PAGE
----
Feeds

DARPA gives Cal Tech boffin $6m 'to save Moore's Law'

Invulno-chips that can 'self-modify' in microseconds

Secure remote control for conventional and virtual desktops

Maverick Pentagon deathboffins aim to prevent processing progress grinding to a crunching halt in the next few years by developing "self healing" integrated circuits, able to repair themselves in the event of damage or failed components.

The idea here is that as more and more teenier and teenier transistors are packed into an integrated circuit, particularly when turning the overclock knob up at the same time, it becomes extremely hard to make sure that there will be none with flaws.

"As transistors approach atomic dimensions and run at very high frequencies, even very fine-scale variations within seemingly identical transistors can make a large difference in performance," says Dr Ali Hajimiri of Cal Tech. "Some circuits may run faster, some slower. Some may actually fail."

And that simply won't do, because it means that Moore's Law - on which the entire fabric of the universe has now become dependent - might stop working. Quite apart from devastating the underpinnings of the IT industry, and even more those of IT journalism, this would have other consequences. In particular, the US war machine's continual push for faster, better, madder electronics could be stymied (let's not forget, after all, that integrated circuits were first developed for use in missiles).

Our old friends, the paradigm-punishing boffinry iconoclasts of DARPA, aren't having any of that. That's why they've just hired Cal Tech's Hajimiri to sort things out, for $6m. According to the Cal Tech statement:

DARPA's Self-HEALing mixed-signal Integrated Circuits, or HEALICs, program is designed to enable the continuation of the Moore's scaling law, which predicts an exponential increase in the number of transistors that can be placed on an integrated circuit (one that performs multiple functions), in the face of inevitable imperfections in those transistors.

Hajimiri's solution is to employ sensors that can detect the conditions within a circuit - and determine, for example, that a particular transistor is not working up to par, or at all - along with actuators that can then modify the system. For example, the actuators could swap functional transistors for failing ones, or add "helper" transistors that would boost the functional capability of a transistor running at sub-optimal speeds. All of these modifications ideally would be made within thousandths to millionths of a second, effectively fixing failing circuits on the fly.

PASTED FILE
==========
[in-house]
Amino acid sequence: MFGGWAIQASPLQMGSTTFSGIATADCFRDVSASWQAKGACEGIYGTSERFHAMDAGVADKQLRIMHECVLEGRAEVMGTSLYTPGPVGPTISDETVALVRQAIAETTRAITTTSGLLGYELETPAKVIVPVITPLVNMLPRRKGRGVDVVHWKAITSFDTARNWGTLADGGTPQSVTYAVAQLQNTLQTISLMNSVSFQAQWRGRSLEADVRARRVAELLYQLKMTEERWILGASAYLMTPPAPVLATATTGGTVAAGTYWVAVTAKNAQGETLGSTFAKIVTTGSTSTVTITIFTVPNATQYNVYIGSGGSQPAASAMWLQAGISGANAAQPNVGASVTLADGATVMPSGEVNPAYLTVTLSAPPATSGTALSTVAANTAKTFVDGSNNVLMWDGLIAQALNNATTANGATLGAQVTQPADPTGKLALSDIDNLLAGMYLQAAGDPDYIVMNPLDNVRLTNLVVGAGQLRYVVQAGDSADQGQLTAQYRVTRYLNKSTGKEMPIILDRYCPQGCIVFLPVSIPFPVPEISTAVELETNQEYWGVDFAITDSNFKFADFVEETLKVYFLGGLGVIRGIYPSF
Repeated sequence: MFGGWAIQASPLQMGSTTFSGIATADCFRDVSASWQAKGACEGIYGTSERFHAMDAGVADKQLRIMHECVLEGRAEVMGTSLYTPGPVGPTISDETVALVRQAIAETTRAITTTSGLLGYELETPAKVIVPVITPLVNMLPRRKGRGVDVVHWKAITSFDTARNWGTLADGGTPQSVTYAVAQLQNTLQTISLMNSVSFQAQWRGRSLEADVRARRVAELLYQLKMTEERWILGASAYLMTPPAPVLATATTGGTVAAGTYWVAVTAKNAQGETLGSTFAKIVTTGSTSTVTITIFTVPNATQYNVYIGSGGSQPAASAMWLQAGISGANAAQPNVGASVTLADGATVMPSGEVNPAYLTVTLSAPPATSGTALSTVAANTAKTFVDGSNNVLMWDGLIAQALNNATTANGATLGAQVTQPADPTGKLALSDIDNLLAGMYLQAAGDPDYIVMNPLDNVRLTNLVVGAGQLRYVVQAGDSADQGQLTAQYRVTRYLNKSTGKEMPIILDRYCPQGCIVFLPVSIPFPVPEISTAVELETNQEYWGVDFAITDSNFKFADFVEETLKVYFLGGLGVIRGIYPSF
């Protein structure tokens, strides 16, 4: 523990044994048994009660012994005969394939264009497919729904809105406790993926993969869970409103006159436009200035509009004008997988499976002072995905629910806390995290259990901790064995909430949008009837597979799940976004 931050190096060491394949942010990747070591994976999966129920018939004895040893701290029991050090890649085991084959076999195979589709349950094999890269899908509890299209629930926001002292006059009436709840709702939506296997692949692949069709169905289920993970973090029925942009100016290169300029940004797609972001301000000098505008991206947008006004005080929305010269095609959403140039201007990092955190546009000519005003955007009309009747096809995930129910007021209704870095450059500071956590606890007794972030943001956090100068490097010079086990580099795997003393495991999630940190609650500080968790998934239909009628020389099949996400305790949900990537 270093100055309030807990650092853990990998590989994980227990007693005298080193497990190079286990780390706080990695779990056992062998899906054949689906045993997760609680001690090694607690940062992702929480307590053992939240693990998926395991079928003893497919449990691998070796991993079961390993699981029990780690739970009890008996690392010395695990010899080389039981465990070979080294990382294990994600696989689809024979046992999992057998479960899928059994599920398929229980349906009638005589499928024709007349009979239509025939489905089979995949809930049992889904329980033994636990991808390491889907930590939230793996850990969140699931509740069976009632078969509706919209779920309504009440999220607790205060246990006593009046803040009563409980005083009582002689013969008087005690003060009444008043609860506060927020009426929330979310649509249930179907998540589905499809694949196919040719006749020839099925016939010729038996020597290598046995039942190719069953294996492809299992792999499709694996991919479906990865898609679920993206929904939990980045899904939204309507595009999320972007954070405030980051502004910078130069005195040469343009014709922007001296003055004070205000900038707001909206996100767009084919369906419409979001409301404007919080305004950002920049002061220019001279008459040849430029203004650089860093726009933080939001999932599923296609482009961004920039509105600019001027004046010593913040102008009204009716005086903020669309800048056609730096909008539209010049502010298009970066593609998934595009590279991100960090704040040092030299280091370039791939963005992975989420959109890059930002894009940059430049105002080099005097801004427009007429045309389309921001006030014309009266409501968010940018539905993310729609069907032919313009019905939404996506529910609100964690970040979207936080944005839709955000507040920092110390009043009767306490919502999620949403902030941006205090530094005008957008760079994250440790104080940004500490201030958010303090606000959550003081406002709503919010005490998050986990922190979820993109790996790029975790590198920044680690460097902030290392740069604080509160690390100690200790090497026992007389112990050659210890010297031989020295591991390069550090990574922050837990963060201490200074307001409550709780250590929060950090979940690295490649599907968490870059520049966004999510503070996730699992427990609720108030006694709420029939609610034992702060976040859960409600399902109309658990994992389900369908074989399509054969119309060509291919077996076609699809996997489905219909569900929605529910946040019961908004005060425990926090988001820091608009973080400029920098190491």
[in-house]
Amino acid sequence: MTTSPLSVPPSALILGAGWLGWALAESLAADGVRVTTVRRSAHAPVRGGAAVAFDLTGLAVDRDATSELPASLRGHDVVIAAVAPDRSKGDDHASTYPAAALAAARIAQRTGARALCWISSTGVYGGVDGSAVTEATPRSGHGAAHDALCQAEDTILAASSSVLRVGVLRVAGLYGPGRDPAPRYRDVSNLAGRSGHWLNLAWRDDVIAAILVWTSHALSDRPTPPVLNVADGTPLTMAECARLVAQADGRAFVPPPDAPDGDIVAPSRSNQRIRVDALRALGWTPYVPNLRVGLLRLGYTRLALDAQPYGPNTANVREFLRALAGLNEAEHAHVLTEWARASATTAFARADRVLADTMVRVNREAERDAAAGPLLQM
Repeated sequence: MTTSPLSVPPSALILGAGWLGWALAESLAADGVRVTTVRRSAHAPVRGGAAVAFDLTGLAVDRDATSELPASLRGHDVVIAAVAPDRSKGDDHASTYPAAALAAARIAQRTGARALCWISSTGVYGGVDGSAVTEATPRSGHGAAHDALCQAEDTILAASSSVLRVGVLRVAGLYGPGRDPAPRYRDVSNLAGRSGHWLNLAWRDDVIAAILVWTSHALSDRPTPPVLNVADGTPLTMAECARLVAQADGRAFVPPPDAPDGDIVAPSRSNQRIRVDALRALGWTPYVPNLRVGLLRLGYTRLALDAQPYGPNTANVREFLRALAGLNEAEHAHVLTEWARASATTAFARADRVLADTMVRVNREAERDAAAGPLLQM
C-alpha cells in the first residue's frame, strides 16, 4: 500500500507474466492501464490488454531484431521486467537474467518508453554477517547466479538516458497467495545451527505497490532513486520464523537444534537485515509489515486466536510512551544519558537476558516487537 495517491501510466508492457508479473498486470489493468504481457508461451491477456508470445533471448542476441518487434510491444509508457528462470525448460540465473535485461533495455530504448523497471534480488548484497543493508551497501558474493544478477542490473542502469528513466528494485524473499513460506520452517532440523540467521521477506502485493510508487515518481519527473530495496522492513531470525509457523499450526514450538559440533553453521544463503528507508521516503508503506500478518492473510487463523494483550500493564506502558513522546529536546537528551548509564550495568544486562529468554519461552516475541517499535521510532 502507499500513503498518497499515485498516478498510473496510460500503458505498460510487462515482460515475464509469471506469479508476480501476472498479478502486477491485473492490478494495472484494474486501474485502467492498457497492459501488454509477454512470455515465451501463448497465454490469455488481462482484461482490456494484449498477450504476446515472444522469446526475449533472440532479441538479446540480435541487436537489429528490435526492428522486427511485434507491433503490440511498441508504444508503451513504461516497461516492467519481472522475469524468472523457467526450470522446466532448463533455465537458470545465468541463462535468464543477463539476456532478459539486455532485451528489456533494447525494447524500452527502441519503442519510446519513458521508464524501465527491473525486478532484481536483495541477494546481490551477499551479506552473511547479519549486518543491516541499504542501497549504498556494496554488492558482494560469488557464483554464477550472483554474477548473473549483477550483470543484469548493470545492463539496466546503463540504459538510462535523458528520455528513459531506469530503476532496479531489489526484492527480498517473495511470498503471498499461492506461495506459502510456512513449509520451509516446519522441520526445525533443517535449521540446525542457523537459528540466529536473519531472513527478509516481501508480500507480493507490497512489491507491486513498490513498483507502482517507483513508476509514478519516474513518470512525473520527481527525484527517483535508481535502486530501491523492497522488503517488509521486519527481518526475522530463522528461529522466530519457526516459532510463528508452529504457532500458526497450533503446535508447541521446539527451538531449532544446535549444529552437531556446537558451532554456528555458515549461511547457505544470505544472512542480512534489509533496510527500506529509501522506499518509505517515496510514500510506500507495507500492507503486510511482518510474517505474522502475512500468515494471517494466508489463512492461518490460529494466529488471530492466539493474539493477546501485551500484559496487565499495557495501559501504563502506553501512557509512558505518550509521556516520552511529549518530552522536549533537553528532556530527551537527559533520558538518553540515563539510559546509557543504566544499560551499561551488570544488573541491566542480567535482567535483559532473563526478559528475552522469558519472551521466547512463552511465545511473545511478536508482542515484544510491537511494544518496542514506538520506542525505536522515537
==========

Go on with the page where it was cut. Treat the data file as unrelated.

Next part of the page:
"In a few years self-healing circuits will continue Moore's scaling law by making integrated circuits resemble living organisms in their ability to self-heal and adjust to changes in the environment," Hajimiri says.

Nice try, lads. Saving Moore's Law - good one. But it's quite plain that you're creating indestructible computers which can't be damaged or wear out, and which can heal themselves - probably even modify, redesign and improve themselves - millions of times a second.

I think we all know where this is going. ®

Beginner's guide to SSL certificates

More from The Register

next story
Xperia Z3: Crikey, Sony – ANOTHER flagship phondleslab?
The Fourth Amendment... and it IS better
Don't wait for that big iPad, order a NEXUS 9 instead, industry little bird says
Google said to debut next big slab, Android L ahead of Apple event
Microsoft to enter the STRUGGLE of the HUMAN WRIST
It's not just a thumb war, it's total digit war
Ex-US Navy fighter pilot MIT prof: Drones beat humans - I should know
'Missy' Cummings on UAVs, smartcars and dying from boredom
Netscape Navigator - the browser that started it all - turns 20
It was 20 years ago today, Marc Andreeesen taught the band to play
A drone of one's own: Reg buyers' guide for UAV fanciers
Hardware: Check. Software: Huh? Licence: Licence...?
The Apple launch AS IT HAPPENED: Totally SERIOUS coverage, not for haters
Fandroids, Windows Phone fringe-oids – you wouldn't understand
prev story

Whitepapers

Forging a new future with identity relationship management
Learn about ForgeRock's next generation IRM platform and how it is designed to empower CEOS's and enterprises to engage with consumers.
Why and how to choose the right cloud vendor
The benefits of cloud-based storage in your processes. Eliminate onsite, disk-based backup and archiving in favor of cloud-based data protection.
Three 1TB solid state scorchers up for grabs
Big SSDs can be expensive but think big and think free because you could be the lucky winner of one of three 1TB Samsung SSD 840 EVO drives that we’re giving away worth over £300 apiece.
Reg Reader Research: SaaS based Email and Office Productivity Tools
Read this Reg reader report which provides advice and guidance for SMBs towards the use of SaaS based email and Office productivity tools.
Security for virtualized datacentres
Legacy security solutions are inefficient due to the architectural differences between physical and virtual environments.